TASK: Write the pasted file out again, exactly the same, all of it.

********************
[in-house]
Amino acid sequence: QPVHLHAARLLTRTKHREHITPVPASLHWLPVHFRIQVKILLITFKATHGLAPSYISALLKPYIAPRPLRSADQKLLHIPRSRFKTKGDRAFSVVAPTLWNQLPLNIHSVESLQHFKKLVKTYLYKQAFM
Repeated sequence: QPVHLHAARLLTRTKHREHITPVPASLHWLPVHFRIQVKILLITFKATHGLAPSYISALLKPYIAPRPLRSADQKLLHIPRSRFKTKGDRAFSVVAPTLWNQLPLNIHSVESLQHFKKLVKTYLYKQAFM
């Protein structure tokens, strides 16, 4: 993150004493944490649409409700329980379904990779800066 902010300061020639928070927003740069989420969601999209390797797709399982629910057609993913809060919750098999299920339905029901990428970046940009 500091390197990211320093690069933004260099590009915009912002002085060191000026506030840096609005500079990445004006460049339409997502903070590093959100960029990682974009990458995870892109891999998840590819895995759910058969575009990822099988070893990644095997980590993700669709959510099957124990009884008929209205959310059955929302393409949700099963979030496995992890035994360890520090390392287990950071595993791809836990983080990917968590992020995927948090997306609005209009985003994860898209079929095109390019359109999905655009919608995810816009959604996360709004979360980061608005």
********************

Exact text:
[in-house]
Amino acid sequence: QPVHLHAARLLTRTKHREHITPVPASLHWLPVHFRIQVKILLITFKATHGLAPSYISALLKPYIAPRPLRSADQKLLHIPRSRFKTKGDRAFSVVAPTLWNQLPLNIHSVESLQHFKKLVKTYLYKQAFM
Repeated sequence: QPVHLHAARLLTRTKHREHITPVPASLHWLPVHFRIQVKILLITFKATHGLAPSYISALLKPYIAPRPLRSADQKLLHIPRSRFKTKGDRAFSVVAPTLWNQLPLNIHSVESLQHFKKLVKTYLYKQAFM
């Protein structure tokens, strides 16, 4: 993150004493944490649409409700329980379904990779800066 902010300061020639928070927003740069989420969601999209390797797709399982629910057609993913809060919750098999299920339905029901990428970046940009 500091390197990211320093690069933004260099590009915009912002002085060191000026506030840096609005500079990445004006460049339409997502903070590093959100960029990682974009990458995870892109891999998840590819895995759910058969575009990822099988070893990644095997980590993700669709959510099957124990009884008929209205959310059955929302393409949700099963979030496995992890035994360890520090390392287990950071595993791809836990983080990917968590992020995927948090997306609005209009985003994860898209079929095109390019359109999905655009919608995810816009959604996360709004979360980061608005």